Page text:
The ISO KM draft standard is now available

After a couple of years of development, the ISO KM standard (ISO 30401) is now open for discussion of the first committee draft.

You can buy a copy of the draft standard from the ISO site for 58 swiss francs, or your own national standards body may allow you to view and comment on the standard online. The British site for review and comment is here, for example (you will need to register).
You have until January 16 to comment, after which the comments will be reviewed by the national standards bodies and passed on to the working group for ISO 30401 for review and revision.

All comments welcome!

My views on this standard can be found in the blog post below:

View Original Source (nickmilton.com) Here.

Knowledge management – mapping the elephant

Good quality positive dialogue helps us “map out the elephant”

KM working team – me third from left
I have just spent a really interesting couple of days on the working team for the ISO KM standard, and one of the most interesting things was the diversity of emphasis among the KM practitioners. It was not a diversity of overall view – we all shared the same view of KM, its components and the principles on which it was built – but it was a diversity of emphasis on the importance of various components.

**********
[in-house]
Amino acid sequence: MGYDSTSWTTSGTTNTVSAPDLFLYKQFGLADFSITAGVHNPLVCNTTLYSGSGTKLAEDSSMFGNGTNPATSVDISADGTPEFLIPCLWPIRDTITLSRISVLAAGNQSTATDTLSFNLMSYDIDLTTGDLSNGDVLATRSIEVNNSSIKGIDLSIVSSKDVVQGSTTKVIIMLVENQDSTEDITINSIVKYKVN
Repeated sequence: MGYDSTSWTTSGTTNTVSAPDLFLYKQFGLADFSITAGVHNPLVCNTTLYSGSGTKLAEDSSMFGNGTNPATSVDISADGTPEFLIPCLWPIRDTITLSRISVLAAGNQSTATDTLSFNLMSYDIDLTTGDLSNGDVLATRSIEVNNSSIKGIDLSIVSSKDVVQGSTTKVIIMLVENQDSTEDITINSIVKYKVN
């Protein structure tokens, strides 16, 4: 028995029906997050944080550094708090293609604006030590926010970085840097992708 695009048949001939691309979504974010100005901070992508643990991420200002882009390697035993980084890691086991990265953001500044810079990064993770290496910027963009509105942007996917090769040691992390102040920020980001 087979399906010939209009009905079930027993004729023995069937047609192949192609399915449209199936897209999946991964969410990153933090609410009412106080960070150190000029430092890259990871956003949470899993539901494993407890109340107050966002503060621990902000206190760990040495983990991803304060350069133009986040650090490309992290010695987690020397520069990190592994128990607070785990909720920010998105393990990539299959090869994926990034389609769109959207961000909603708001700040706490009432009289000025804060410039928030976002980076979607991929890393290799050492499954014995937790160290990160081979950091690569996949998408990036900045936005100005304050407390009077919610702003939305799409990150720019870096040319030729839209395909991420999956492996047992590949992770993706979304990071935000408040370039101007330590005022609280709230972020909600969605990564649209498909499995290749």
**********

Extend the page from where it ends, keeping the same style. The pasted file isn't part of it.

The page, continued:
You know the story of the blind people and the elephant, each intepreting the animal in different ways. The person holding a leg says “The Elephant is a sort of tree,” the one holding the ear thinks it’s a sheet, the tail holder says it is a snake.

I have worked on Knowledge Management for a long time and I thought I knew what the KM Elephant looks like, but it struck me in the detailed discussions with other experts that maybe I was looking at the Elephant out of proportion.

This came to a head when we were discussing KM Culture.

“Culture is everything in KM” was one view. “If you don’t have the culture in place, then nothing else can happen. It’s the most important thing”. 

“Culture is an output” was the other view. “If you have the right processes and procedures in place, then the right culture will happen. Processes and procedures are the most important thing”.

We had similar discussions about processes, and about technology infrastructure.

How could we have such different views?

We all saw each of the KM components as vital, but each person seemed to choose different elements as “primary”.  We were not blind to the topic – we could all see the whole  KM Elephant, we could see it had 4 legs and a tail and a trunk – but different people favoured different legs, seeing them as a “primary” leg; more important than the other legs.
It was only through long and animated discussion and dialogue – through active listening and sharing with each other –  that we began to synthesise these diverse views, and paint a balanced picture of the elephant as a whole. It was a really interesting few days and a valuable learning experience for me.
There are still strong polarised views about KM which are still in circulation. You will have heard some of them:
  • “Knowledge Management is all about people”
  • “Social media is the new knowledge management” 
  • “Knowledge management is all about change”
  • “Web 2.0 will replace Knowledge Management”
Thats a bit like saying “The Elephant is all about the tail”. “The trunk is the new Elephant”.